In a study published online in Nature yesterday, researchers led by Snyder in the USA and Lars Steinmetz at EMBL in Heidelberg have found that similar differences in gene regulation also occur in an organism which is much farther from us in the evolutionary tree: baker’s yeast.
Policy regarding use
EMBL press and picture releases including photographs, graphics, movies and videos are copyrighted by EMBL. They may be freely reprinted and distributed for non-commercial use via print, broadcast and electronic media, provided that proper attribution to authors, photographers and designers is made.Sonia Furtado
Sonia Furtado | EMBL
Researchers uncover protein-based “cancer signature”
05.12.2016 | Universität Basel
The Nagoya Protocol Creates Disadvantages for Many Countries when Applied to Microorganisms
05.12.2016 | Leibniz-Institut DSMZ-Deutsche Sammlung von Mikroorganismen und Zellkulturen GmbH
Have you ever wondered how you see the world? Vision is about photons of light, which are packets of energy, interacting with the atoms or molecules in what...
A multi-institutional research collaboration has created a novel approach for fabricating three-dimensional micro-optics through the shape-defined formation of porous silicon (PSi), with broad impacts in integrated optoelectronics, imaging, and photovoltaics.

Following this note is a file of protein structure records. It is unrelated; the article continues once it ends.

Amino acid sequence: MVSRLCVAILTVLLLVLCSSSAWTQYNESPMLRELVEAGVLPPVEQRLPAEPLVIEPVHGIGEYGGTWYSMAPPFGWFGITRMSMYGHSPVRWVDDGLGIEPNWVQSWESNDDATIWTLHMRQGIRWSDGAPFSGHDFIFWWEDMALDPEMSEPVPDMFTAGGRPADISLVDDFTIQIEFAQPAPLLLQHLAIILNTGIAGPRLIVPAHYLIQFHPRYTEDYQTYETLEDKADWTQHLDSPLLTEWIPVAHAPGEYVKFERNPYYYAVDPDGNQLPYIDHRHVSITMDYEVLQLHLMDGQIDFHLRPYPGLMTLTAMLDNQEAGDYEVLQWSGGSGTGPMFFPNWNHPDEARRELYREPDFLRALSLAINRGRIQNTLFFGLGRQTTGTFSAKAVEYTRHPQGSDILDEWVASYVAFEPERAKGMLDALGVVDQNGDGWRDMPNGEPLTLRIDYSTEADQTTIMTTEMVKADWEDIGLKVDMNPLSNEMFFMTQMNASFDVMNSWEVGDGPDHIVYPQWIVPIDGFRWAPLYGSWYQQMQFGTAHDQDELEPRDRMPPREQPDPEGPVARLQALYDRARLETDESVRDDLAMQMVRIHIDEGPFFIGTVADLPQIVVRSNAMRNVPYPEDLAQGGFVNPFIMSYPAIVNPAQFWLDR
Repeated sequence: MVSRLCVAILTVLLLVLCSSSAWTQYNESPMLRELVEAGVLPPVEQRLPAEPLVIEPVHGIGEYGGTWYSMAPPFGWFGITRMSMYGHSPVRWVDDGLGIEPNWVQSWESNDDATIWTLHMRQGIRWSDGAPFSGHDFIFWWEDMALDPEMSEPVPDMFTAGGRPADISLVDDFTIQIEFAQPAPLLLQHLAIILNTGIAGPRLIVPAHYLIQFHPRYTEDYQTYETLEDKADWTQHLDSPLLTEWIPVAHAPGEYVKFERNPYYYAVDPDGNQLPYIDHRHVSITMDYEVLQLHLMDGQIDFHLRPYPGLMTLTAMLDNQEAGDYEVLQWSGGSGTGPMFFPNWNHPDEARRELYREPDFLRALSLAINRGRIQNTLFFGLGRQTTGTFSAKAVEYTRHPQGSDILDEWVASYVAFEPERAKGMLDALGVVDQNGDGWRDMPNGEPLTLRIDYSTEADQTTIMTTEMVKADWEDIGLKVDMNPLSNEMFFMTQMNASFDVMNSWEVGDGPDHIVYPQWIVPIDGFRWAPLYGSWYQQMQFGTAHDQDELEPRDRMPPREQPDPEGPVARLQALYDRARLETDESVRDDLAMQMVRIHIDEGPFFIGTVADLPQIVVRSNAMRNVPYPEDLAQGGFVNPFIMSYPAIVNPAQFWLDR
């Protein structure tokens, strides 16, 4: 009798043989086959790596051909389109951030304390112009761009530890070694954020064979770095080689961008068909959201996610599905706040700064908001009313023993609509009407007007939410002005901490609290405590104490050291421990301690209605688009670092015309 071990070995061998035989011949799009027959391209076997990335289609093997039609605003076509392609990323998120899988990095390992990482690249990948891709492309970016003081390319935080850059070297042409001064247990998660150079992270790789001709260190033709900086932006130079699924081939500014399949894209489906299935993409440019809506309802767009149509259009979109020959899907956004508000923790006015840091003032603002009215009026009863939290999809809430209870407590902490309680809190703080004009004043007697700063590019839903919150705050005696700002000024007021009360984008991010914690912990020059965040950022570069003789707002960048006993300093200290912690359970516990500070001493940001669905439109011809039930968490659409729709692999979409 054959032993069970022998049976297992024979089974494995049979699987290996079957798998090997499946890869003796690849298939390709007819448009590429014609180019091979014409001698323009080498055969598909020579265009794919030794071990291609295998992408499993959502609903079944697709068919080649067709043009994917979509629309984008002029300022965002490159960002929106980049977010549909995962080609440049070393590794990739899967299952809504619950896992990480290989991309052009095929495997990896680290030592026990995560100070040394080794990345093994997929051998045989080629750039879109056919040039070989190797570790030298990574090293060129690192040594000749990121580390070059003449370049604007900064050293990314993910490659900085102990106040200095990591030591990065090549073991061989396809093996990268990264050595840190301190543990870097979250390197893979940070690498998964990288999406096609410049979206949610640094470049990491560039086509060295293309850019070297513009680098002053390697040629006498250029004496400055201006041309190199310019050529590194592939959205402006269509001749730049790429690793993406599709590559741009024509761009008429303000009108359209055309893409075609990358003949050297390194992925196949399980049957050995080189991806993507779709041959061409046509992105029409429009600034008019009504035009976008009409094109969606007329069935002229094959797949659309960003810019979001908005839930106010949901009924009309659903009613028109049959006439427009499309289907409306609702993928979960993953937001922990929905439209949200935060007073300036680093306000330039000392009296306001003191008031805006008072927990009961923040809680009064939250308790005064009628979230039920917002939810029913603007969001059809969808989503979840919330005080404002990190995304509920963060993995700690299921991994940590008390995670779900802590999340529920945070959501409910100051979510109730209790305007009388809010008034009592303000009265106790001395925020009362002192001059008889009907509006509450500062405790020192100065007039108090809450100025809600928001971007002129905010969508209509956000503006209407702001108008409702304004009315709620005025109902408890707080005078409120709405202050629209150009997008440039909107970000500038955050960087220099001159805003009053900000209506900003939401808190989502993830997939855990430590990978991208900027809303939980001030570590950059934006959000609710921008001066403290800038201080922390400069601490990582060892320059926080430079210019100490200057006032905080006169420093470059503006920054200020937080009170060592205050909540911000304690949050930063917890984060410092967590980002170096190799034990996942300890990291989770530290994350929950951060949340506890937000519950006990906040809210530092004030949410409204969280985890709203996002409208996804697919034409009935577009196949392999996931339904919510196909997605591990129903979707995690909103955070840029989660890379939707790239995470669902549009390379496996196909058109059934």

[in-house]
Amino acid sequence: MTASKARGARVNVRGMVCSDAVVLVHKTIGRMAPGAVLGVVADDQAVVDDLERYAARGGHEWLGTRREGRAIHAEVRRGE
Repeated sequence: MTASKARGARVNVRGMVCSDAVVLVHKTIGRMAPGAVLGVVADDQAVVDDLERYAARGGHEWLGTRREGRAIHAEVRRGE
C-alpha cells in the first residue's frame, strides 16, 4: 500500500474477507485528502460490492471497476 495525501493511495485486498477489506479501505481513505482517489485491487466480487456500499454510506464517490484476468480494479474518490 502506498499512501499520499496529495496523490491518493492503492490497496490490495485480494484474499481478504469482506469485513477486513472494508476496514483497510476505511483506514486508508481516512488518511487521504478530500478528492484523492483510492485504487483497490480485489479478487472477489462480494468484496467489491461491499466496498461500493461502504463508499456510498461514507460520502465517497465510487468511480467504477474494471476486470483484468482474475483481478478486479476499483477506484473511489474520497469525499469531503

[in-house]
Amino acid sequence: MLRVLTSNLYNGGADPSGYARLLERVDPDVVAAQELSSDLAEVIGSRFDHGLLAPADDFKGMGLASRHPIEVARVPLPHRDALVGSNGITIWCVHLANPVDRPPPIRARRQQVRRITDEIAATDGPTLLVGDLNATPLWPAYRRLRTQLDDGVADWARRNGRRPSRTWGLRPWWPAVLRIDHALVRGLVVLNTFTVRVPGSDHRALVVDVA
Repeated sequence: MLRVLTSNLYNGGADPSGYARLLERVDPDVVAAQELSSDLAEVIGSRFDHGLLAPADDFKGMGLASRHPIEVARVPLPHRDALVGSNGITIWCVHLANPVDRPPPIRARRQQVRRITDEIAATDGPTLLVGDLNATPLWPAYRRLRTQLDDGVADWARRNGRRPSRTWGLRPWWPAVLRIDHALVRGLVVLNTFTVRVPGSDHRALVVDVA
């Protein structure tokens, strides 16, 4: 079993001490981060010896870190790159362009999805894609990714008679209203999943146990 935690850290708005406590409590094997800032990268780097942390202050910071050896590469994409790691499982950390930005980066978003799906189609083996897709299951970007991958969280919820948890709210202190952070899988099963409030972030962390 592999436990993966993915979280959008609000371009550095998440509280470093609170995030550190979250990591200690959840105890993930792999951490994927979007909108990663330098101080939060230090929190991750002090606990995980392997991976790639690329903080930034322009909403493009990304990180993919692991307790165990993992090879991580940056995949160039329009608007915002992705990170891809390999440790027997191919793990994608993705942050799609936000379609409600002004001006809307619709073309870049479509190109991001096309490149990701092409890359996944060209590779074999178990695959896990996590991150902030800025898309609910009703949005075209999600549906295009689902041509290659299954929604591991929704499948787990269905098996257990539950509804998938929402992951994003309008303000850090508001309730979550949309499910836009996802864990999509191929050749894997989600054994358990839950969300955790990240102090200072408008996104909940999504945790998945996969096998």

Working with colleagues at Stanford and The Dow Chemical Company, researchers at the University of Illinois at Urbana-Champaign fabricated 3-D birefringent...
In experiments with magnetic atoms conducted at extremely low temperatures, scientists have demonstrated a unique phase of matter: The atoms form a new type of quantum liquid or quantum droplet state. These so called quantum droplets may preserve their form in absence of external confinement because of quantum effects. The joint team of experimental physicists from Innsbruck and theoretical physicists from Hannover report on their findings in the journal Physical Review X.
“Our Quantum droplets are in the gas phase but they still drop like a rock,” explains experimental physicist Francesca Ferlaino when talking about the...
The Max Planck Institute for Physics (MPP) is opening up a new research field. A workshop from November 21 - 22, 2016 will mark the start of activities for an innovative axion experiment. Axions are still only purely hypothetical particles. Their detection could solve two fundamental problems in particle physics: What dark matter consists of and why it has not yet been possible to directly observe a CP violation for the strong interaction.
The “MADMAX” project is the MPP’s commitment to axion research. Axions are so far only a theoretical prediction and are difficult to detect: on the one hand,...
Broadband rotational spectroscopy unravels structural reshaping of isolated molecules in the gas phase to accommodate water
In two recent publications in the Journal of Chemical Physics and in the Journal of Physical Chemistry Letters, researchers around Melanie Schnell from the Max...
16.11.2016 | Event News
01.11.2016 | Event News
14.10.2016 | Event News
05.12.2016 | Power and Electrical Engineering
05.12.2016 | Materials Sciences
05.12.2016 | Power and Electrical Engineering